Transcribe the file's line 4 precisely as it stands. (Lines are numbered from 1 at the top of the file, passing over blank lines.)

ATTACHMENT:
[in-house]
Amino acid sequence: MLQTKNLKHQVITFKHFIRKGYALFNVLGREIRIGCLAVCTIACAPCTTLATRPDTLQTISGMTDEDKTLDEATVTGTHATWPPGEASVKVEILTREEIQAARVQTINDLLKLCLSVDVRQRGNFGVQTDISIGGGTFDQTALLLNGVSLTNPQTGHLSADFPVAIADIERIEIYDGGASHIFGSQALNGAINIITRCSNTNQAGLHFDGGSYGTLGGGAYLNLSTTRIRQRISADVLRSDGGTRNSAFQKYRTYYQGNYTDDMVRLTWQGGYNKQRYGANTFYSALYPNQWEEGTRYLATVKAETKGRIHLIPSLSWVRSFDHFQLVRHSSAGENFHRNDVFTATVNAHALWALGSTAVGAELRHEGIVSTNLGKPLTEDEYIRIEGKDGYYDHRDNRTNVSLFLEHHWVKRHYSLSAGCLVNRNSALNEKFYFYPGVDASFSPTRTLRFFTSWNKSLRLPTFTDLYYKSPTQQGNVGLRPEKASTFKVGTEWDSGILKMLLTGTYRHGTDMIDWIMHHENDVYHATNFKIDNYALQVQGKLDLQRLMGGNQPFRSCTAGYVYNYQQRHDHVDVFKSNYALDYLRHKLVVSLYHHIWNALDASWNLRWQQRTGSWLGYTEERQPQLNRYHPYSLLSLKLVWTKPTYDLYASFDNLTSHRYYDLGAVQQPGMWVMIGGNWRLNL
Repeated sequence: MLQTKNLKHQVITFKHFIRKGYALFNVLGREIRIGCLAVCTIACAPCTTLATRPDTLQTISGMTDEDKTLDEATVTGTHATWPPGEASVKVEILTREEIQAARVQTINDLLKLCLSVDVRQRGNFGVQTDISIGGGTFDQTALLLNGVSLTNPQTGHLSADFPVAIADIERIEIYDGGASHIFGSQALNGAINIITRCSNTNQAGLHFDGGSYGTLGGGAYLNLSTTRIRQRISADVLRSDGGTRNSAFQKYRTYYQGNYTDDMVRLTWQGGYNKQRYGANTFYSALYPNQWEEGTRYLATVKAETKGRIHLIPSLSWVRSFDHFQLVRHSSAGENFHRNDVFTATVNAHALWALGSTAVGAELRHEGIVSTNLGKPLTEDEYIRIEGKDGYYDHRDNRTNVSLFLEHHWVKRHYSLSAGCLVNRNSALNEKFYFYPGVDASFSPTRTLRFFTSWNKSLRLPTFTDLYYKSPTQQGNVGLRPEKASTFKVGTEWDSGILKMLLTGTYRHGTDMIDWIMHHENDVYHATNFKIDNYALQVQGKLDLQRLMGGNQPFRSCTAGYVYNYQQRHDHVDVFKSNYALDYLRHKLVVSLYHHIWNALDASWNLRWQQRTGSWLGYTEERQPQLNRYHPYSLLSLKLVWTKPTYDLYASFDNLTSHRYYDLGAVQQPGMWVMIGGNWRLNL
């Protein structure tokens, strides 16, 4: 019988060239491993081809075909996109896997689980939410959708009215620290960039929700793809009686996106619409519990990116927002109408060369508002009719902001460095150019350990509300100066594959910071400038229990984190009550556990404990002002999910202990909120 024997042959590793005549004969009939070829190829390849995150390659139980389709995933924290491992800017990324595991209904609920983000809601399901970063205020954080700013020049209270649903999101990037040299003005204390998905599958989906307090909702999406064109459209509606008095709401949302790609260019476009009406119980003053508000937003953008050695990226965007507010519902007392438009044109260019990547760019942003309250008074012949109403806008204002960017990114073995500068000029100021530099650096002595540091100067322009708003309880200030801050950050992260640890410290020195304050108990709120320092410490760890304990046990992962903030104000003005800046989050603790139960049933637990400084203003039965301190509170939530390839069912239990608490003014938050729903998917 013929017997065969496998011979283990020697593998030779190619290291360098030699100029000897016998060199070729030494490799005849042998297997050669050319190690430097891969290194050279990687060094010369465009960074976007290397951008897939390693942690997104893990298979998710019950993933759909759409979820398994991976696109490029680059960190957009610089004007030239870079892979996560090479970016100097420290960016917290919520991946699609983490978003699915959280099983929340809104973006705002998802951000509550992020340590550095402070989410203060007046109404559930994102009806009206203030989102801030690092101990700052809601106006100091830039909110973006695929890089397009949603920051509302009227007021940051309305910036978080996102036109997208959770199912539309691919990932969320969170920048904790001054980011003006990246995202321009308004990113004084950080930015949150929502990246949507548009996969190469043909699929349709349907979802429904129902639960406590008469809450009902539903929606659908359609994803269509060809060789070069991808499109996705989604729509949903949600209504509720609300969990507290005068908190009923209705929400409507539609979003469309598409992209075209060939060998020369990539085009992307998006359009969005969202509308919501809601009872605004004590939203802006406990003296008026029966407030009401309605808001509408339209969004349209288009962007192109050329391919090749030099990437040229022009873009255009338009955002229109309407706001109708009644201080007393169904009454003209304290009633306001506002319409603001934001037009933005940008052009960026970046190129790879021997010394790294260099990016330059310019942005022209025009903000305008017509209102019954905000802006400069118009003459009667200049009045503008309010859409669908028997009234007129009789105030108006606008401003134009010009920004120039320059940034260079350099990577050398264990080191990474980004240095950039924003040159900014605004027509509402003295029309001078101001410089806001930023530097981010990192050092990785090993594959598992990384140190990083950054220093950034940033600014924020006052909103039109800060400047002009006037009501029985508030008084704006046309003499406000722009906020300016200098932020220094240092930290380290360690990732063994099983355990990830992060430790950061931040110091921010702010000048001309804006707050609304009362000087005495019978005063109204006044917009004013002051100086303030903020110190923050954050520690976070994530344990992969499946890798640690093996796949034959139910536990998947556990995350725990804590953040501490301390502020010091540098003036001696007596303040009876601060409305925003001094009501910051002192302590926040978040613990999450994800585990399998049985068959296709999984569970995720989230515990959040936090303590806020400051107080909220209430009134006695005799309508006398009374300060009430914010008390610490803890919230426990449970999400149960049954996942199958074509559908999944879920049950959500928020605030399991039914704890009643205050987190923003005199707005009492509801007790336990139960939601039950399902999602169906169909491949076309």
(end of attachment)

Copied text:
């Protein structure tokens, strides 16, 4: 019988060239491993081809075909996109896997689980939410959708009215620290960039929700793809009686996106619409519990990116927002109408060369508002009719902001460095150019350990509300100066594959910071400038229990984190009550556990404990002002999910202990909120 024997042959590793005549004969009939070829190829390849995150390659139980389709995933924290491992800017990324595991209904609920983000809601399901970063205020954080700013020049209270649903999101990037040299003005204390998905599958989906307090909702999406064109459209509606008095709401949302790609260019476009009406119980003053508000937003953008050695990226965007507010519902007392438009044109260019990547760019942003309250008074012949109403806008204002960017990114073995500068000029100021530099650096002595540091100067322009708003309880200030801050950050992260640890410290020195304050108990709120320092410490760890304990046990992962903030104000003005800046989050603790139960049933637990400084203003039965301190509170939530390839069912239990608490003014938050729903998917 013929017997065969496998011979283990020697593998030779190619290291360098030699100029000897016998060199070729030494490799005849042998297997050669050319190690430097891969290194050279990687060094010369465009960074976007290397951008897939390693942690997104893990298979998710019950993933759909759409979820398994991976696109490029680059960190957009610089004007030239870079892979996560090479970016100097420290960016917290919520991946699609983490978003699915959280099983929340809104973006705002998802951000509550992020340590550095402070989410203060007046109404559930994102009806009206203030989102801030690092101990700052809601106006100091830039909110973006695929890089397009949603920051509302009227007021940051309305910036978080996102036109997208959770199912539309691919990932969320969170920048904790001054980011003006990246995202321009308004990113004084950080930015949150929502990246949507548009996969190469043909699929349709349907979802429904129902639960406590008469809450009902539903929606659908359609994803269509060809060789070069991808499109996705989604729509949903949600209504509720609300969990507290005068908190009923209705929400409507539609979003469309598409992209075209060939060998020369990539085009992307998006359009969005969202509308919501809601009872605004004590939203802006406990003296008026029966407030009401309605808001509408339209969004349209288009962007192109050329391919090749030099990437040229022009873009255009338009955002229109309407706001109708009644201080007393169904009454003209304290009633306001506002319409603001934001037009933005940008052009960026970046190129790879021997010394790294260099990016330059310019942005022209025009903000305008017509209102019954905000802006400069118009003459009667200049009045503008309010859409669908028997009234007129009789105030108006606008401003134009010009920004120039320059940034260079350099990577050398264990080191990474980004240095950039924003040159900014605004027509509402003295029309001078101001410089806001930023530097981010990192050092990785090993594959598992990384140190990083950054220093950034940033600014924020006052909103039109800060400047002009006037009501029985508030008084704006046309003499406000722009906020300016200098932020220094240092930290380290360690990732063994099983355990990830992060430790950061931040110091921010702010000048001309804006707050609304009362000087005495019978005063109204006044917009004013002051100086303030903020110190923050954050520690976070994530344990992969499946890798640690093996796949034959139910536990998947556990995350725990804590953040501490301390502020010091540098003036001696007596303040009876601060409305925003001094009501910051002192302590926040978040613990999450994800585990399998049985068959296709999984569970995720989230515990959040936090303590806020400051107080909220209430009134006695005799309508006398009374300060009430914010008390610490803890919230426990449970999400149960049954996942199958074509559908999944879920049950959500928020605030399991039914704890009643205050987190923003005199707005009492509801007790336990139960939601039950399902999602169906169909491949076309």